New York Department of Transportation (NYCDOT)
Cambridge Systematics and STV Inc.
Jersey, the Bronx, Brooklyn and Manhattan, NYC, USA
Initial build: September 2009 – September 2011, Ongoing related projects
The MTM is one of the most complex large-scale simulation models in existence – an analytical tool that permits the consistent assessment of the network-wide cumulative impact of current and future traffic management projects.
As sub-consultant to Cambridge Systematics and STV, Aimsun took care of the building, data integration, calibration and validation for the micro model and also for the mesoscopic traffic model that covers Manhattan south of 179th Street and regional facilities to/from Queens, Brooklyn, Staten Island, Bronx and New Jersey. The initial trip table for the mesoscopic study area was extracted from NYMTC’s BPM model.
In order to study the impact of various scenarios on traffic circulation on the Sheridan Expressway, NYCDOT commissioned STV Inc., Cambridge Systematics and Aimsun to develop and calibrate both a mesoscopic model and a hybrid model of the wider area.
The Sheridan Expressway mesoscopic model was a wide sub-area extraction from the larger area Manhattan Traffic Model (MTM) with added details and highway extensions in the Bronx. Underlying travel demand patterns and growth forecasts were extracted from the New York Best Practices Model (NYBPM) of the New York Metropolitan Transportation Council (NYMTC), the Metropolitan Planning Organization for the New York City region.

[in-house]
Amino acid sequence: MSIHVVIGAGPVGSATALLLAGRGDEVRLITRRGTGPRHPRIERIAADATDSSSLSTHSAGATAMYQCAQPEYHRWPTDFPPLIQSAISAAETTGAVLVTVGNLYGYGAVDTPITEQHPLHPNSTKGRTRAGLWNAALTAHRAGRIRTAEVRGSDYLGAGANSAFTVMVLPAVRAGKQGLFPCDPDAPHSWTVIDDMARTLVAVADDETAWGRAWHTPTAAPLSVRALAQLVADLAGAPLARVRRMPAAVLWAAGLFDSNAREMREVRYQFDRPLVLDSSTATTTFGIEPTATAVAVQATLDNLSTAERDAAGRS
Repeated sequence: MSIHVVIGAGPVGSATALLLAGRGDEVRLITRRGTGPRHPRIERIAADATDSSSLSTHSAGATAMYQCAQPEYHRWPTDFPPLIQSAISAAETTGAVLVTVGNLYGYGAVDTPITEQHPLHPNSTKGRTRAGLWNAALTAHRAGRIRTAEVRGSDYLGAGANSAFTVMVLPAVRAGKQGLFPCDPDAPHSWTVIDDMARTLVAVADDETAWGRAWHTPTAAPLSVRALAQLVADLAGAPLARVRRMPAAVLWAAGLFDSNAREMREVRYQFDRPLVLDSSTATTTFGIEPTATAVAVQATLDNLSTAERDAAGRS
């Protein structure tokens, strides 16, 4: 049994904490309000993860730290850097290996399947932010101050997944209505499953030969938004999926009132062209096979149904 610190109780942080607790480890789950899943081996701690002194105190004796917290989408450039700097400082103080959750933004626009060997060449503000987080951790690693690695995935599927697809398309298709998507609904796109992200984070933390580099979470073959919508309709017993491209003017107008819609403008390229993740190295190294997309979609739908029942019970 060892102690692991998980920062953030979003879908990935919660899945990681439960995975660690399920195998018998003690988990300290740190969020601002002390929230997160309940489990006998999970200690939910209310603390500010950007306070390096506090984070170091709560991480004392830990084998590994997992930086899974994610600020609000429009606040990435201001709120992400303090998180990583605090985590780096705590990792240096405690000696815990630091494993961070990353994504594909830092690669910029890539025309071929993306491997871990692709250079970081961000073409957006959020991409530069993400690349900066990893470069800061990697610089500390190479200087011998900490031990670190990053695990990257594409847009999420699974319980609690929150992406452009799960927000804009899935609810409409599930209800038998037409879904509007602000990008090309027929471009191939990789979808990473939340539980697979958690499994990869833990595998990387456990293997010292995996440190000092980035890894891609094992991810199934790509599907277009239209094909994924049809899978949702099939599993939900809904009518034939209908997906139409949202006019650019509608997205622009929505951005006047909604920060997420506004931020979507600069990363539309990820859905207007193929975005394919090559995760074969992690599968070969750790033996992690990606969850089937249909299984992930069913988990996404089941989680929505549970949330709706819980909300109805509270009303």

In addition to evaluating scenarios at the mesoscopic level, the team applied a hybrid modelling approach to further assess changes in traffic patterns along alternative routes, especially in the vicinity of Sheridan Expressway and the Hunts Point peninsula. This allowed the team to study certain critical locations, such as complex merge and weaving segments, in microscopic detail within a larger mesoscopic model. First, the team developed and calibrated a mesoscopic model applying Dynamic Traffic Assignment (DTA) according to the Dynamic User Equilibrium (DUE) principle. Then the modelers selected any areas that required microscopic detail and ran the hybrid model.
For the Pan Am Games, the MTO needed a tool to test and optimize the network capacity – the aim was to provide quick and unobstructed travel between the sports venues for the Games athletes, workforce and spectators, whilst minimizing disruption to local road networks.